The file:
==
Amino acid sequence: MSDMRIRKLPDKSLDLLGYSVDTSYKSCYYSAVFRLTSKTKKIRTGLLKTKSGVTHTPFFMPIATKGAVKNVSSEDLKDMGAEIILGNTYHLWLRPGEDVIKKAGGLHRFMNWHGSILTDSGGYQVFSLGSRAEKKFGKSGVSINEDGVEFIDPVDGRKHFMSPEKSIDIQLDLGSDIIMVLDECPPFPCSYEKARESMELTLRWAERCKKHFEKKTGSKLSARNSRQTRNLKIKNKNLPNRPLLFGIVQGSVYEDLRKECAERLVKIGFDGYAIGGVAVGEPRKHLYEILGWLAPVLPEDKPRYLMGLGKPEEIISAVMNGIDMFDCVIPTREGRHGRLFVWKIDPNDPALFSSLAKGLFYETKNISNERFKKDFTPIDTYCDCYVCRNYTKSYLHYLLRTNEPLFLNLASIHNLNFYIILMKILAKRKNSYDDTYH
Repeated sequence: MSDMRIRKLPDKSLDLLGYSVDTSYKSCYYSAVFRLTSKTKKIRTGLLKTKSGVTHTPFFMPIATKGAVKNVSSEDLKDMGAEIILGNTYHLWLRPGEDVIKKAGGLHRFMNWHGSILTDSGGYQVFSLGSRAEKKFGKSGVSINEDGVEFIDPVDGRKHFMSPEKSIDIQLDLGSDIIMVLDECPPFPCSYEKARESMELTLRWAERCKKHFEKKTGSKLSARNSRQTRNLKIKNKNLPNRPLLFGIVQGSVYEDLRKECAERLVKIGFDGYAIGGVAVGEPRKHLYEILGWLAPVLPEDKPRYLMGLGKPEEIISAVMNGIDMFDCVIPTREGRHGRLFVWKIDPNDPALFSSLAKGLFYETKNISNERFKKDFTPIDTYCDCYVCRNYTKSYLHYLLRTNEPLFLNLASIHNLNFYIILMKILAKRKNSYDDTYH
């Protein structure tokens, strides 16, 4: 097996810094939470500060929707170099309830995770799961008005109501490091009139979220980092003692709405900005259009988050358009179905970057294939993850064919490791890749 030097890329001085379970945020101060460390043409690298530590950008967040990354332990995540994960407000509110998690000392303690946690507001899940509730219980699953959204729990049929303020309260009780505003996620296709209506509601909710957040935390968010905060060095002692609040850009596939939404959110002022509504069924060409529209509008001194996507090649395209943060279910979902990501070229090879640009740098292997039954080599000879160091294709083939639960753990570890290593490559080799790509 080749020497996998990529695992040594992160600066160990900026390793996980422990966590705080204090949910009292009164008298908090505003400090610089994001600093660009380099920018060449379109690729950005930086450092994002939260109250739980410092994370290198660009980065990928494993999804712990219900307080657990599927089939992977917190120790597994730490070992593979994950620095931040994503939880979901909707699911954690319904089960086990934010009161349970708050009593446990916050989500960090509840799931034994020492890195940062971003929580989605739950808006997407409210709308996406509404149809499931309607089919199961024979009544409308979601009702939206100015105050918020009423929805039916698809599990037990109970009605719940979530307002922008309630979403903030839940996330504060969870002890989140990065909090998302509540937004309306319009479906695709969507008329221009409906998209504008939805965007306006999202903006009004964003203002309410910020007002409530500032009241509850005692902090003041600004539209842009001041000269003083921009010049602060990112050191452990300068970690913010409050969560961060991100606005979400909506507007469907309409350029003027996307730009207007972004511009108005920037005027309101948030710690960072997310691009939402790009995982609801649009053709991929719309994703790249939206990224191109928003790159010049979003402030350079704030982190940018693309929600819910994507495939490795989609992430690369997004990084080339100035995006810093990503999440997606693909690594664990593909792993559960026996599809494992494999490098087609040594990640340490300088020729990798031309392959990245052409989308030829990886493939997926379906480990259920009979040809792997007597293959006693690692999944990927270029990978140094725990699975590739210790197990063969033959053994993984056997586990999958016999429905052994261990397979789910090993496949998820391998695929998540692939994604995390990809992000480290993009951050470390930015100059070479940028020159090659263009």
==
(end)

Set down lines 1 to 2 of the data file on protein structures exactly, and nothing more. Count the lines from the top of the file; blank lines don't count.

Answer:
Amino acid sequence: MSDMRIRKLPDKSLDLLGYSVDTSYKSCYYSAVFRLTSKTKKIRTGLLKTKSGVTHTPFFMPIATKGAVKNVSSEDLKDMGAEIILGNTYHLWLRPGEDVIKKAGGLHRFMNWHGSILTDSGGYQVFSLGSRAEKKFGKSGVSINEDGVEFIDPVDGRKHFMSPEKSIDIQLDLGSDIIMVLDECPPFPCSYEKARESMELTLRWAERCKKHFEKKTGSKLSARNSRQTRNLKIKNKNLPNRPLLFGIVQGSVYEDLRKECAERLVKIGFDGYAIGGVAVGEPRKHLYEILGWLAPVLPEDKPRYLMGLGKPEEIISAVMNGIDMFDCVIPTREGRHGRLFVWKIDPNDPALFSSLAKGLFYETKNISNERFKKDFTPIDTYCDCYVCRNYTKSYLHYLLRTNEPLFLNLASIHNLNFYIILMKILAKRKNSYDDTYH
Repeated sequence: MSDMRIRKLPDKSLDLLGYSVDTSYKSCYYSAVFRLTSKTKKIRTGLLKTKSGVTHTPFFMPIATKGAVKNVSSEDLKDMGAEIILGNTYHLWLRPGEDVIKKAGGLHRFMNWHGSILTDSGGYQVFSLGSRAEKKFGKSGVSINEDGVEFIDPVDGRKHFMSPEKSIDIQLDLGSDIIMVLDECPPFPCSYEKARESMELTLRWAERCKKHFEKKTGSKLSARNSRQTRNLKIKNKNLPNRPLLFGIVQGSVYEDLRKECAERLVKIGFDGYAIGGVAVGEPRKHLYEILGWLAPVLPEDKPRYLMGLGKPEEIISAVMNGIDMFDCVIPTREGRHGRLFVWKIDPNDPALFSSLAKGLFYETKNISNERFKKDFTPIDTYCDCYVCRNYTKSYLHYLLRTNEPLFLNLASIHNLNFYIILMKILAKRKNSYDDTYH